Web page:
Since China first commenced 1979, it has undergone a gradual process of economic change, resulting in dramatic transformations domestically for the lives of Chinese people, at the same time that such changes have resulted China having become a crucial component of the global capitalist economy. As the Chinese government pursued policies which encouraged FDI to begin to pour into China, particularly from the early 1990s, China transformed itself into the world's factory built largely on the exploitation of Chinese migrant labour. While multinational corporations have taken advantage seeking to enhance their profits through reduced production costs as a result wages and working conditions, the influx of FDI was also a major factor contributing to China's incredible rates in economic growth, something which has allowed the Chinese Communist Party elites to enrich themselves. Related reform and restructuring has also resulted in the rise of large Chinese companies, including Chinese multinational corporations (often statowned enterprises), which been expanding their presence overseas. Whereas in 1995 there were only two companies Fortune 500, in 2007 this had grown to 22 and by 2016 China had more than one hundred companies and three companies, State National Petroleum and the Sinopec Group, were all ranked the top five. Officially, while previously inward FDI was a key priority, there has been a shift much greater focus on outbound investment.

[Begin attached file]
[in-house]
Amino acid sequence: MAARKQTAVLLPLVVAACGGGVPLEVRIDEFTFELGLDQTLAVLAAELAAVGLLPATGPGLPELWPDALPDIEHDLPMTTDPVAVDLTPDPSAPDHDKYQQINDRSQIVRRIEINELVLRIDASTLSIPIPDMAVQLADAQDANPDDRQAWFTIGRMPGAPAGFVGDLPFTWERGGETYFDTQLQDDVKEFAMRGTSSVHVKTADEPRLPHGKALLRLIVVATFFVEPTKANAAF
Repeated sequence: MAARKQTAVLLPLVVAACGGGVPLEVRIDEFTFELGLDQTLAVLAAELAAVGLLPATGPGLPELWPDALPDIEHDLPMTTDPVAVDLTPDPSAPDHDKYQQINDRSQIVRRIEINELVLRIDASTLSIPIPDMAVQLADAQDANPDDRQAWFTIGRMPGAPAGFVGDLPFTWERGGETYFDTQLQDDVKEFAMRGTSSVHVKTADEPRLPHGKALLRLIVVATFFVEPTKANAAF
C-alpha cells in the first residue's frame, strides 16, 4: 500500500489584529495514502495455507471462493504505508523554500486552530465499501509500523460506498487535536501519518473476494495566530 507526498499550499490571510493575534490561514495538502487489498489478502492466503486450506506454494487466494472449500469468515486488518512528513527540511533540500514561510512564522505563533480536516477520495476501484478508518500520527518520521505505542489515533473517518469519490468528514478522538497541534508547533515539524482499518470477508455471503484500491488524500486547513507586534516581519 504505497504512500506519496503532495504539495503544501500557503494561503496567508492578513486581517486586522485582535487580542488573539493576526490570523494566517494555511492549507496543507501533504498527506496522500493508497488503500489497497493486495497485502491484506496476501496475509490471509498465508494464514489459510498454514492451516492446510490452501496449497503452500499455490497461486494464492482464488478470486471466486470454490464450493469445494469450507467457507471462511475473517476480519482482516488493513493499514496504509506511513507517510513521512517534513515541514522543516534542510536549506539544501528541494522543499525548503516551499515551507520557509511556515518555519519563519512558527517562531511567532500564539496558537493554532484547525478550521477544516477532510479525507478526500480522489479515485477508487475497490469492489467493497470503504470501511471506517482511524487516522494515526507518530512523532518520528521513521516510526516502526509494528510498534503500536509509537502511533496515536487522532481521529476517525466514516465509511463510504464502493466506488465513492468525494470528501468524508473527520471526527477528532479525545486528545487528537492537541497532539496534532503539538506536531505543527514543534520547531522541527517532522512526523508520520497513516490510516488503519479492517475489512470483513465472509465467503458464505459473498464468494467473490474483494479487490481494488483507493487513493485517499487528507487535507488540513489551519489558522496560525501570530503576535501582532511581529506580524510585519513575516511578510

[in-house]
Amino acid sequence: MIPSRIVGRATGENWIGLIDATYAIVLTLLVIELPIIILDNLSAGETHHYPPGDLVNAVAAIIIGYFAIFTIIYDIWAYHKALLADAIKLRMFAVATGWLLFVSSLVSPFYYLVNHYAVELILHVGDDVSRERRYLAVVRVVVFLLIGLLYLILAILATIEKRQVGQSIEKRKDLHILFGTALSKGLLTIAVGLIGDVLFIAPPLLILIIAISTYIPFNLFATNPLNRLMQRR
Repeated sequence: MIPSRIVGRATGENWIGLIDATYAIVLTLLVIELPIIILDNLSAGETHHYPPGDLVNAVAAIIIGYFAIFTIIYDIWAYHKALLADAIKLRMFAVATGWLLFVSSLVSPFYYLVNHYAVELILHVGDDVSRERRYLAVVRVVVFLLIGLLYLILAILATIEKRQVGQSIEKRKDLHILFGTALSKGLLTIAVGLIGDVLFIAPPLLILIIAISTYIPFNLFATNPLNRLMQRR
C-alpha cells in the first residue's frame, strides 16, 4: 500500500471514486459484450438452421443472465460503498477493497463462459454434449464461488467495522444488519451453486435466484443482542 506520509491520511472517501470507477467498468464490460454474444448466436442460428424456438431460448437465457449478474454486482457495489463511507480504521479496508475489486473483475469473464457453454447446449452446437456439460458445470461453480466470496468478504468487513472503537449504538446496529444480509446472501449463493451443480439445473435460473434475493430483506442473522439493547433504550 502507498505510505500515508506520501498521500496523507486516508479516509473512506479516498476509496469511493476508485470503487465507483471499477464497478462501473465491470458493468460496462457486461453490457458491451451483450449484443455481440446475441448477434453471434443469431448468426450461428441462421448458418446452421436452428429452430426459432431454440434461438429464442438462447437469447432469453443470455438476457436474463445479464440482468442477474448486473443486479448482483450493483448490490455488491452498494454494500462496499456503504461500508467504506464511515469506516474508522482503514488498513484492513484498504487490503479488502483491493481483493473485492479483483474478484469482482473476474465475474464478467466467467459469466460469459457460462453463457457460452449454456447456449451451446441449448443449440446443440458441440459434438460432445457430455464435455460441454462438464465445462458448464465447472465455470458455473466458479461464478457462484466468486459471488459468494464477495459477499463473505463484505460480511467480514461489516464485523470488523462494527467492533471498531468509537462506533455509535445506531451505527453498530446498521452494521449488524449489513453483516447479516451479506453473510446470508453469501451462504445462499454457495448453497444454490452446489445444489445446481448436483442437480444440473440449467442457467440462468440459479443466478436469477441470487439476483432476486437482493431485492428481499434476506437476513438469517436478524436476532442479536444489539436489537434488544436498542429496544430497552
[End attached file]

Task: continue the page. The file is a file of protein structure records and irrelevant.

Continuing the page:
In 1999, the Chinese government began to initiate its Going Out/Going Global strategy aimed at encouraging Chinese enterprises invest overseas. From particular, Chinese outbound FDI began to significantly increase and by 2015 China ranked second in the world as a source of outbound FDI, and its outbound FDI now exceeds that of its inbound FDI. At the same time, China has also been pursuing an international agenda to expand its global influence on several fronts, and has simultaneously officially stated its pursuit of a multipolar world, Jiang Zemin having incorporated this concept into its foreign policy at the 14th Congress of the Chinese Communist Party in 1992 Since then China has expressed opposition to single unchecked superpower', and more recently been seen as offering a potential alternative to US hegemony and the neoliberal world order. China has participated in a variety of agreements and platforms stating commitment to a multi-polar world view, and participation in BRICS cooperation might be seen as an important example. Nevertheless the experience of China's rise and its current resulting power and influence in the global economy, make it questionable whether it really offers such an alternative or has just become a much more powerful actor in the same game, while competing for a larger piece of the pie.